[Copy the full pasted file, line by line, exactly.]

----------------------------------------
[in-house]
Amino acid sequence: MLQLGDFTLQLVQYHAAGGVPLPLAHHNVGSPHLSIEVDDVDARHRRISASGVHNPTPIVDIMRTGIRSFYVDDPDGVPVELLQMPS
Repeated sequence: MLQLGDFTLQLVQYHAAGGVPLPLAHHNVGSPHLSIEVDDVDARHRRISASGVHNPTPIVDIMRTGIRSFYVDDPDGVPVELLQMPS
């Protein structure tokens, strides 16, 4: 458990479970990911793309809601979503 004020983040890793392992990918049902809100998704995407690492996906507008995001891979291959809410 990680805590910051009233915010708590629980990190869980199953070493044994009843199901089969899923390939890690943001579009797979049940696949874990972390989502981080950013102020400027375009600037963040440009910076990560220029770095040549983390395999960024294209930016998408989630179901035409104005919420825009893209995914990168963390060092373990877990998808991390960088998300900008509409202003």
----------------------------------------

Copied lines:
[in-house]
Amino acid sequence: MLQLGDFTLQLVQYHAAGGVPLPLAHHNVGSPHLSIEVDDVDARHRRISASGVHNPTPIVDIMRTGIRSFYVDDPDGVPVELLQMPS
Repeated sequence: MLQLGDFTLQLVQYHAAGGVPLPLAHHNVGSPHLSIEVDDVDARHRRISASGVHNPTPIVDIMRTGIRSFYVDDPDGVPVELLQMPS
């Protein structure tokens, strides 16, 4: 458990479970990911793309809601979503 004020983040890793392992990918049902809100998704995407690492996906507008995001891979291959809410 990680805590910051009233915010708590629980990190869980199953070493044994009843199901089969899923390939890690943001579009797979049940696949874990972390989502981080950013102020400027375009600037963040440009910076990560220029770095040549983390395999960024294209930016998408989630179901035409104005919420825009893209995914990168963390060092373990877990998808991390960088998300900008509409202003």